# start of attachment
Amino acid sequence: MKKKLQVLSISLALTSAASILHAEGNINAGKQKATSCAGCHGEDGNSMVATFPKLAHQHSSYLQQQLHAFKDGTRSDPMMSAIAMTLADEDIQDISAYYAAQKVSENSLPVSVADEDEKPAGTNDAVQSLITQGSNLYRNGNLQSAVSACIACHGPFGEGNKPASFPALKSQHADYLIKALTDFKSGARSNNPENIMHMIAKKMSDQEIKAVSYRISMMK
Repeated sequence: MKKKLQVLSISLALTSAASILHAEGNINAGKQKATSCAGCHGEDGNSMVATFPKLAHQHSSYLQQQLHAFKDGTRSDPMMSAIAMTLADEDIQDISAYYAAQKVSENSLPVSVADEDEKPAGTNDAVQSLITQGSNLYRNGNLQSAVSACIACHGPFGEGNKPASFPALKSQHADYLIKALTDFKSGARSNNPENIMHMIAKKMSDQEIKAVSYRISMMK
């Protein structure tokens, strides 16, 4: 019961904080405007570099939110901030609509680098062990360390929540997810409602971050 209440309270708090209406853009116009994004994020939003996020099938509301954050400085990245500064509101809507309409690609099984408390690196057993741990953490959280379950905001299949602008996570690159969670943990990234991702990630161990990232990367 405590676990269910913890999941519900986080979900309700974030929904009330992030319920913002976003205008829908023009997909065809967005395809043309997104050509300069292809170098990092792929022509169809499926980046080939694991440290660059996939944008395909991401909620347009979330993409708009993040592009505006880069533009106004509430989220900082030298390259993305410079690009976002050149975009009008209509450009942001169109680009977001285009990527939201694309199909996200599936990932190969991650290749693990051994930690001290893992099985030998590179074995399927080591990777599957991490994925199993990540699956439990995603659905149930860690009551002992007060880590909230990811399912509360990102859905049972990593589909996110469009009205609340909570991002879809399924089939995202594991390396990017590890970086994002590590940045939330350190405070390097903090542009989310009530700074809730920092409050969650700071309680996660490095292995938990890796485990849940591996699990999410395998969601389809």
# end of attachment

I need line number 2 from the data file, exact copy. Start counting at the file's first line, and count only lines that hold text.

Repeated sequence: MKKKLQVLSISLALTSAASILHAEGNINAGKQKATSCAGCHGEDGNSMVATFPKLAHQHSSYLQQQLHAFKDGTRSDPMMSAIAMTLADEDIQDISAYYAAQKVSENSLPVSVADEDEKPAGTNDAVQSLITQGSNLYRNGNLQSAVSACIACHGPFGEGNKPASFPALKSQHADYLIKALTDFKSGARSNNPENIMHMIAKKMSDQEIKAVSYRISMMK